Loricifera (Girdle Wearers)
Loriciferans are microscopic interstitial bilaterians related to priapulids and kinorhynchs that were only discovered in the 1980s (Kristensen 1983). Their body is divided into an introvert, thorax, and abdomen, and partially enclosed by a sclero- tized cuticle—the lorica (Kristensen 1983).
The adult thorax is divided into two segments, one anterior portion with appendages and a posterior portion without which are covered by accordion-like rows of plates in the larval stages (Kristensen 1983; Higgins and Kristensen 1986). There are no internal structures that match the arrangement of these external thorax traits.
In the abdomen, however, a variable number of transverse circular or paired lateral muscle bundles are serially arranged in different species (Gad 2005; Kristensen, Neves, and Gad 2013; Neves et al. 2013), even though the morphology of these transverse muscle bands is not perfectly repeated (Neves et al. 2013). There is no evidence so far of segmental traits in the nervous system of loriciferans (e.g., serial ganglia), but their neural structures have not yet been studied by immunohistochemistry (Herranz et al. 2019).
The development of loriciferans is barely known (Hejnol 2015a). Embryos have only been observed in one aberrant species with a viviparous paedogenetic life cycle and develop inside a cystlike mega-larva (Heiner and Kristensen 2009). Nevertheless, it is interesting to note that the transverse musculature present in adult loriciferans is not present in the larval stages (Neves et al. 2013).
Tardigrada (Water Bears)
Tardigrades are common dwellers in aquatic and moist terrestrial habitats, widely recognized for their bearlike appearance and for the ability to survive harsh conditions (Ruppert, Fox, and Barnes 2004c; Mpbjerg et al. 2011). The body has a segmented appearance with a defined head and four trunk segments, each bearing a pair of jointless legs.
A cuticle secreted by the epidermis covers the whole body and can exhibit transverse folds, which correspond to the flexion zones of the body where the cuticle is thinner (Greven 1984). The cuticle folding does not correspond to the trunk segments (Ruppert, Fox, and Barnes 2004c). Due to the reduced body size, tardigrades lack coelomic cavities, respiratory or excretory organs, and thus show no obvious internal segmental organs (Beklemishev 1969b).
For instance, the musculature of tardigrades is rather complex (e.g., Marchioro et al. 2013) but only a few muscle sets have a segmental pattern (Schmidt-Rhaesa and Kulessa 2007; Halberg et al. 2009; Smith and Jockusch 2014). Leg muscles in segments two and three can be nearly identical (Smith and Jockusch 2014; Smith and Goldstein 2017) but the morphology is usually distinct for each pair of legs (Schmidt- Rhaesa and Kulessa 2007; Halberg et al. 2009). In addition, even though the muscle attachment points are conserved among tardigrades (Marchioro et al. 2013) they do not correspond to segment borders (Schmidt-Rhaesa and Kulessa 2007).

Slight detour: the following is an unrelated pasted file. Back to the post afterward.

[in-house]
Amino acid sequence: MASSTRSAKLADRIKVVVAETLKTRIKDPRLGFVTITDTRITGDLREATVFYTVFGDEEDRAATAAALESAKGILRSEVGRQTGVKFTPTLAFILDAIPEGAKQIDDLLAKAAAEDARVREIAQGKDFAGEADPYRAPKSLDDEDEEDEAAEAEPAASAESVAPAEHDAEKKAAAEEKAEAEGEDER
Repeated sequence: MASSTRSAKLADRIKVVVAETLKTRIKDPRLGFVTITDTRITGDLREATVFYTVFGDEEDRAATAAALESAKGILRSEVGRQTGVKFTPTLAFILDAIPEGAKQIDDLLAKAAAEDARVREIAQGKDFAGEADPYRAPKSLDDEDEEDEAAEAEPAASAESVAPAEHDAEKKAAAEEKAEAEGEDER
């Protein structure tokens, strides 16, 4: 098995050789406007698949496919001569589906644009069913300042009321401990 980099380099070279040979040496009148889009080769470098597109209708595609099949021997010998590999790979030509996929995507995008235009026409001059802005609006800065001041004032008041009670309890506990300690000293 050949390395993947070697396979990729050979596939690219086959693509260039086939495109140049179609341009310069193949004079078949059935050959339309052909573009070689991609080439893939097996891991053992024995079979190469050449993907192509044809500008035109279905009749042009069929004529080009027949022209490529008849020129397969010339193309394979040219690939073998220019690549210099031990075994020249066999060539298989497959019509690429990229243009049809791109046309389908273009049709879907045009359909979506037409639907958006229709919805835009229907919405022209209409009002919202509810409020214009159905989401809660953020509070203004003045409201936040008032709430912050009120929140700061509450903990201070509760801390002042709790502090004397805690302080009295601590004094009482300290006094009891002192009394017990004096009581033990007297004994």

On the other hand, the ventral nervous system of tardigrades has a rope ladder organization with a series of four trunk ganglia linked by a longitudinal pair of connectives (Zantke, Wolff, and Scholtz 2008; Persson et al. 2012; Mayer, Kauschke, et al. 2013a; Mayer, Martin, et al. 2013b; Schulze and Schmidt-Rhaesa 2013; Schulze, Neves, and Schmidt-Rhaesa 2014; Smith and Jockusch 2014; Smith and Goldstein 2017). Upon a closer inspection, however, it is evident that each ventral ganglion has a unique (non-repeated) morphology (Mayer, Kauschke, et al. 2013; Smith and Jockusch 2014; Smith and Goldstein 2017).
During embryogenesis, the trunk ganglia differentiate already at their final adult positions relative to the anteroposterior axis from individual clusters of four neural progenitors (Hejnol and Schnabel 2005). Depending on the species, these four ganglia develop either simultaneously (Hejnol and Schnabel 2005) or following an anteroposterior progression (Gross and Mayer 2015). The longitudinal connectives are only established later in development (Gross and Mayer 2015).
The mesoderm of developing tardigrade embryos is subdivided into repeated somites that correspond to the trunk segments (Gross, Treffkorn, and Mayer 2015). Interestingly, the developmental processes generating the segmental organization in the mesoderm differ between species. In one species, after mesodermal progenitors enter the blastocoel, they migrate and proliferate with no apparent anteroposterior polarity or growth zone, and the resulting mesodermal bands later subdivide into four paired groups of cells composing each somite (Hejnol and Schnabel 2005). In contrast, somites can form by sequentially pinching off the presumptive endomeso- dermal tube (Gabriel et al. 2007).
At the molecular level, Engrailed protein is expressed in rows of dorsolateral ectodermal cells before any morphological boundary is visible on the ectoderm, but after somite boundaries have been established (Gabriel and Goldstein 2007). The expression matches the posterior border of each somite suggesting that engrailed could be involved in setting up these ectodermal boundaries (Gabriel and Goldstein 2007). In addition, anterior Hox genes have been shown to be expressed in a segment-specific manner and could have a role in establishing the segment identities (Smith et al. 2016). Nevertheless, gene expression data on tardigrade development remains limited (Gross, Treffkorn, and Mayer 2015).